Q. You used CDs layered on top of records and paint to create beautiful mandalas. In your artist statement you mentioned utilizing objects that are being discarded and replaced with digital media. You also shared that mandalas represent the meditative practice in art. Did your choice of materials inspire you to create the mandala?
A. I draw inspiration from the belief that art makes a positive difference in the world. Spirituality is an essential aspect to my creative practice. There are a variety of spiritual elements, symbols, and personal beliefs that I weave into the layers of my paintings. The meditative practice of creating Mandalas supports my interest in sacred art. I choose to utilize materials that would support the radial balance design of Mandalas. Using unconventional materials that are discarded supports my belief that as artists, we can make powerful visual statements to convey messages. It is my hope that humans can cut back on the waste that goes into landfills, that we try to reuse and extend the life of items that are being discarded. This comes from my deep care and appreciation of nature and preservation of the earth.
Q. You used re-purposed polystyrene packaging, paint, metal leaf and mirror to create beautiful and functional mirrors with "frames". Did the materials inspire the design idea or vice versa?
A. The materials definitely inspired the idea to create the mirrors. I had been working with the polystyrene packaging for a couple of years to create standing sculptures and found a number of pieces in my collection that had windows that were already a frame of sorts. I had a show coming up and wanted a collection of new works to hang and decided to play with the mirror idea. The concept that we are looking through a piece of EPS at ourselves got me jazzed. Yes, EPS is a problematic by-product of consumer waste and the question of what do we do with all this stuff we create is hopefully a question that arises when looking at oneself in these pieces. The other message I want to convey is that it is a beautiful creation, the molded shapes of EPS are designed by packaging experts to nestle and protect out beloved treasures. Then what? So many people will say to me, I hate to throw this stuff away. I think we save it in part because it is sculptural and we find it interesting. What do you think?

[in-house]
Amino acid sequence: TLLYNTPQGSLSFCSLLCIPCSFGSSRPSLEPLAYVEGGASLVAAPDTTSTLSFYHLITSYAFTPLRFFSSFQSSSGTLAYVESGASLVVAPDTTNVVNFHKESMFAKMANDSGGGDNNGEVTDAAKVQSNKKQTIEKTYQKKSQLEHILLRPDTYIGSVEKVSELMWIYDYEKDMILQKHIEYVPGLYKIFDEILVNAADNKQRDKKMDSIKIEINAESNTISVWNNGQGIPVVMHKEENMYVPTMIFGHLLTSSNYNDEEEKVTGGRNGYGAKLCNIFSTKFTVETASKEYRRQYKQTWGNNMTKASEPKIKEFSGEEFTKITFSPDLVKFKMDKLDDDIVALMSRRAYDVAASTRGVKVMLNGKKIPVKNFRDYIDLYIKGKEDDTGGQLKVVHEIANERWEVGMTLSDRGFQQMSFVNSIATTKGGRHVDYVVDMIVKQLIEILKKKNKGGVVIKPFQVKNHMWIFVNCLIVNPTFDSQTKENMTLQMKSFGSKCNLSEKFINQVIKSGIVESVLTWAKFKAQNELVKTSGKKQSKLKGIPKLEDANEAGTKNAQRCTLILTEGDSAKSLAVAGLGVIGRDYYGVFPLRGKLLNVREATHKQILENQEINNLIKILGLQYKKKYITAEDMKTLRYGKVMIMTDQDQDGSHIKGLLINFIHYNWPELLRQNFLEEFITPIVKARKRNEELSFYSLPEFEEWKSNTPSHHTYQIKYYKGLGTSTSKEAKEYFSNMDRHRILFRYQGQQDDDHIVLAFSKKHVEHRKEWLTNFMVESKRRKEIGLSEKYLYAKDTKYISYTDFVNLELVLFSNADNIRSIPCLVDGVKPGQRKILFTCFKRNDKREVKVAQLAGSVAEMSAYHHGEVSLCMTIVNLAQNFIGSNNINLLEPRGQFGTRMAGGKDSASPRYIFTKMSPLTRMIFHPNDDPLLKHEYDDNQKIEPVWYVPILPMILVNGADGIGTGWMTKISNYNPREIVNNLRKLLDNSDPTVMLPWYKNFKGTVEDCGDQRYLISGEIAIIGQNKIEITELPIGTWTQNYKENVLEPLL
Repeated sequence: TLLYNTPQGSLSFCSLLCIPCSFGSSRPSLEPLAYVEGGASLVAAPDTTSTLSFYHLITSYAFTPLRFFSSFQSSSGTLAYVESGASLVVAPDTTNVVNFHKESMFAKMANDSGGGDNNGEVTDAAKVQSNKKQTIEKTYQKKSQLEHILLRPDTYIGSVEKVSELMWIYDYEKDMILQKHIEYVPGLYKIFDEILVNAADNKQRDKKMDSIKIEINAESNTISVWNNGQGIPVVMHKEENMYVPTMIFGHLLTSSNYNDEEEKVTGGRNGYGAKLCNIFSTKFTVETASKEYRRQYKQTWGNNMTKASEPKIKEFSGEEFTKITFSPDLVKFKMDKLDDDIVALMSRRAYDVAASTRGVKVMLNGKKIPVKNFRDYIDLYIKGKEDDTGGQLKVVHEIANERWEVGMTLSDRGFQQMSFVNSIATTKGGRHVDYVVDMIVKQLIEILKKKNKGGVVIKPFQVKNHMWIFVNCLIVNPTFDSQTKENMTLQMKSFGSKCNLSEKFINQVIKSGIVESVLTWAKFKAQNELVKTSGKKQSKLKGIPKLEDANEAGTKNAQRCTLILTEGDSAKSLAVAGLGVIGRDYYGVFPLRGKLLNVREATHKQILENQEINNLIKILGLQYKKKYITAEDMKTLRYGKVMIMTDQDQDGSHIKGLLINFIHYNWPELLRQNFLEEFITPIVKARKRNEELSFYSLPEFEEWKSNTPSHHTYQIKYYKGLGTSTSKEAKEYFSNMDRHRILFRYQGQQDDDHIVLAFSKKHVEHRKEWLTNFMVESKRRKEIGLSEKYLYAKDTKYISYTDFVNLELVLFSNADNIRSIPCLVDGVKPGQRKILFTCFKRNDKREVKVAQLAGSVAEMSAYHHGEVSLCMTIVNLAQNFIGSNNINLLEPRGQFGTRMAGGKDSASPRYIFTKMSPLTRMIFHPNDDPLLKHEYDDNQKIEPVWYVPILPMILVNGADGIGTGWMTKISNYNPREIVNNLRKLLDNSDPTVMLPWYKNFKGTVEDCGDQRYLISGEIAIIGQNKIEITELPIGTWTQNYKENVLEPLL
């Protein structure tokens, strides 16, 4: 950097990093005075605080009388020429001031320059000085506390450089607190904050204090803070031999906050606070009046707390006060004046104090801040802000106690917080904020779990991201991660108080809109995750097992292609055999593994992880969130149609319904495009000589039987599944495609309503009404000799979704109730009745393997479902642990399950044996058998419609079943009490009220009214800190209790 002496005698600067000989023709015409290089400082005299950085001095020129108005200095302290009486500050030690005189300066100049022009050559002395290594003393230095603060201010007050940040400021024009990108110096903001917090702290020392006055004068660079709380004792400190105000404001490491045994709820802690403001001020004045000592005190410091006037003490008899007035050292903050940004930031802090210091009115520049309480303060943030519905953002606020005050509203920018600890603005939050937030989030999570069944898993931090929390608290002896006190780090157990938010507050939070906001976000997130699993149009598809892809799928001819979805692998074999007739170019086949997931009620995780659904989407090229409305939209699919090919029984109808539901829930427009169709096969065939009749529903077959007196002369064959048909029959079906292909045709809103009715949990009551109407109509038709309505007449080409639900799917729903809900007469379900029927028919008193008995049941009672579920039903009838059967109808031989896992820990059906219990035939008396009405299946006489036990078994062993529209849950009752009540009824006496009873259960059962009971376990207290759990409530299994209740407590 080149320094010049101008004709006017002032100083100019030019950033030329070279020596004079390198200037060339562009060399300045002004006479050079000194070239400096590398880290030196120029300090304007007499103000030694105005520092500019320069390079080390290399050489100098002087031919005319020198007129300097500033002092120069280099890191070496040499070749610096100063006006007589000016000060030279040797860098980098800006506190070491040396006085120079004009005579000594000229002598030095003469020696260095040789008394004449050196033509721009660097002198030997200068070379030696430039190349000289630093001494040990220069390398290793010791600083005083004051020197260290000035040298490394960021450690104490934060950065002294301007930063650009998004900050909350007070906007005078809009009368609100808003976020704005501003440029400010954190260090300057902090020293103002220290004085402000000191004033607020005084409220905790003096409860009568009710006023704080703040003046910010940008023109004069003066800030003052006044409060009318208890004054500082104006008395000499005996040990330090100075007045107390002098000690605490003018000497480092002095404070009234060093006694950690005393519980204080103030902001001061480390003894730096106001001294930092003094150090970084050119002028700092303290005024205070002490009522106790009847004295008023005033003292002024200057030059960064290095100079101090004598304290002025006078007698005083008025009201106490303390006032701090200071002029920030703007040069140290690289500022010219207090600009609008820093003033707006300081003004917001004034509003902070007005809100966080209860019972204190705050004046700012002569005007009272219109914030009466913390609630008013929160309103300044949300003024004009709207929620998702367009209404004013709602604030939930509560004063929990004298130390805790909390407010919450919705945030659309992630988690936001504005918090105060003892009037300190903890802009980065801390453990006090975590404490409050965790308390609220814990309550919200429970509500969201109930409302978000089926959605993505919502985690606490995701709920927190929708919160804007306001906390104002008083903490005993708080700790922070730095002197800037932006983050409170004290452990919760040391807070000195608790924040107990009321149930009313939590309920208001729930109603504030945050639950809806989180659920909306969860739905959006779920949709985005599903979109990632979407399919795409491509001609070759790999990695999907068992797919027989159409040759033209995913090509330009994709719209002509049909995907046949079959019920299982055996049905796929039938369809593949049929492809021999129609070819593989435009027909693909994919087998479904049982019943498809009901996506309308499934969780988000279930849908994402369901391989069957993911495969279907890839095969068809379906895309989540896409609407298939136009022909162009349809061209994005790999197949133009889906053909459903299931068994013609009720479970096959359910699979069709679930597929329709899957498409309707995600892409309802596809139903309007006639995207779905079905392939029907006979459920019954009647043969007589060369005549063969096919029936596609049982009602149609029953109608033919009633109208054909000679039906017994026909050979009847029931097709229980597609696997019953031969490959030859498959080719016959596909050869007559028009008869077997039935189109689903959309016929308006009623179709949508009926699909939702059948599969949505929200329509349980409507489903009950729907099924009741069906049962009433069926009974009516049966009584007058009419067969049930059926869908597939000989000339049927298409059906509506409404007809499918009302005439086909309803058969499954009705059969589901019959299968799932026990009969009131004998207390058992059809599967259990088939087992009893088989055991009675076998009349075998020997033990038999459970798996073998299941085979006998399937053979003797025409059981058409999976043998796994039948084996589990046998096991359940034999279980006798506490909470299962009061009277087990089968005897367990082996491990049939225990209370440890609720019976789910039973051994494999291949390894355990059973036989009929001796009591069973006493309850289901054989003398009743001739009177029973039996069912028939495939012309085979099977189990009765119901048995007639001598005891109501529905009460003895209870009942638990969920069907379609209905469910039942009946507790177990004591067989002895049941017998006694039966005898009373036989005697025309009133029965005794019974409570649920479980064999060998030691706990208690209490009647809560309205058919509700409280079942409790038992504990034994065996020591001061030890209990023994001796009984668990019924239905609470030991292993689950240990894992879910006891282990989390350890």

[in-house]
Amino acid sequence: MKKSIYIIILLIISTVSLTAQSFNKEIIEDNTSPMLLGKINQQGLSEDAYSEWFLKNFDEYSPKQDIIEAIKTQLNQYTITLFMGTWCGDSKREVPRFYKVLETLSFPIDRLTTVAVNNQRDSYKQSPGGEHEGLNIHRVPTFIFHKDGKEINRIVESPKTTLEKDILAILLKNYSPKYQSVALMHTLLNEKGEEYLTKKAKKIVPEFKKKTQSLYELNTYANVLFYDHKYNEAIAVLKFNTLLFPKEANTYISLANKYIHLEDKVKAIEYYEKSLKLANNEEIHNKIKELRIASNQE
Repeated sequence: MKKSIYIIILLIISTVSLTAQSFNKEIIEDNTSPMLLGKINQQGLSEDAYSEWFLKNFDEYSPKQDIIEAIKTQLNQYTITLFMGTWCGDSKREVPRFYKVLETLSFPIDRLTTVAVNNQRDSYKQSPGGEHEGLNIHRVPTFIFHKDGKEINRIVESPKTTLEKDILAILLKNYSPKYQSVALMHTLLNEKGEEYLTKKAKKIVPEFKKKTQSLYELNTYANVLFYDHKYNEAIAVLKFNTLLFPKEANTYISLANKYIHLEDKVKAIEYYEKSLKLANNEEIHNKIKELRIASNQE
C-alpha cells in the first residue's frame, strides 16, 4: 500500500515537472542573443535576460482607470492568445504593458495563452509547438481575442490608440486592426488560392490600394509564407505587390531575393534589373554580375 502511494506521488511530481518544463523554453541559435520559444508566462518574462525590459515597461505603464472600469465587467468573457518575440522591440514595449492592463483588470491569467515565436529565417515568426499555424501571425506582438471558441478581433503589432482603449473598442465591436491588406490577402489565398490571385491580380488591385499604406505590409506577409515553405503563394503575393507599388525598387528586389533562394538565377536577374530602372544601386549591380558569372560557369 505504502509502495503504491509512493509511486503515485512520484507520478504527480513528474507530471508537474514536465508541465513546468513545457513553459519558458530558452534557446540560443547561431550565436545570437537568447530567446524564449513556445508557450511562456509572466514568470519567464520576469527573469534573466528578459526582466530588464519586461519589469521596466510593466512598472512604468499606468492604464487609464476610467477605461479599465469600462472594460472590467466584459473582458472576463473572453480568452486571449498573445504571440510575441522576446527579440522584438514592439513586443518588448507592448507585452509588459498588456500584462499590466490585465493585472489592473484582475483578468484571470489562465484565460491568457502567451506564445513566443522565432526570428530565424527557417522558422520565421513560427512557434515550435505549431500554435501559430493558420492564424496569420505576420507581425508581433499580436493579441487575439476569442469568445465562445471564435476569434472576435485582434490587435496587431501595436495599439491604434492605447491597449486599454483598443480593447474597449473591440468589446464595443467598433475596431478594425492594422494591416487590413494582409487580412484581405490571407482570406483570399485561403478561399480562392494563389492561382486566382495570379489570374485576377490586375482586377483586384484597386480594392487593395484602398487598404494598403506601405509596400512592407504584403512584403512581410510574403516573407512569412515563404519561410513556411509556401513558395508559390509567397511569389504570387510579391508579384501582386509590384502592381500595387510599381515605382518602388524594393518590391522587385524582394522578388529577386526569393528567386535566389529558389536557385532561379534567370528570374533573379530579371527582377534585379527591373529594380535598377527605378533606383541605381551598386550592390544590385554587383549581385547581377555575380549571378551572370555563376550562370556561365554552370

Q. Your work has a playfulness and whimsy about it. There is a sense of heaviness from the plumbing materials and lightness from the glass materials. What inspired your combination of using plumbing materials with glass to create these sculptures?
A. I’ve come to love the combination of metal and glass over time. Almost immediately when I started experimenting at my bench, I found myself working to incorporate glass because it was available. I delighted in the discovery that both materials work so well together despite their stark differences. The metal, being heavy, dense and dark, in contrast to glass with its sense of lightness – it signified the water that once flowed through the transformed plumbing parts.
I only work with glass that allows light to pass through. It becomes a portal to another world and brings in color. Marbles were the first type of glass I used quickly followed by many other forms such as mirrors, magnifying lenses, domes, containers, vases, etc. I often use glass for stands, shrines, finials and many types of display. I’m prone to using some sort of glass encasing such as domes for a number of reasons – It elevates the piece to a higher level, keeps the dust off and it naturally keeps people from handling a delicate piece of sculpture. Also, as you noticed, it enhances the overall quirkiness of my work adding to the obvious whimsy and playfulness.
Q. Did your love of dragonflies inspire you to find ways to create them using unconventional materials? Did you know the materials you wanted specifically or did you find the pieces and construct as you went along in your design process?
A. I knew I wanted to make dragonflies. I was thinking at first the wings would be made of layered recycled bags fused by heat and transparent but then I found the license plates.
I researched some ideas from the inter web and a rummage through my dads workshop (the basement) and the cuties came together.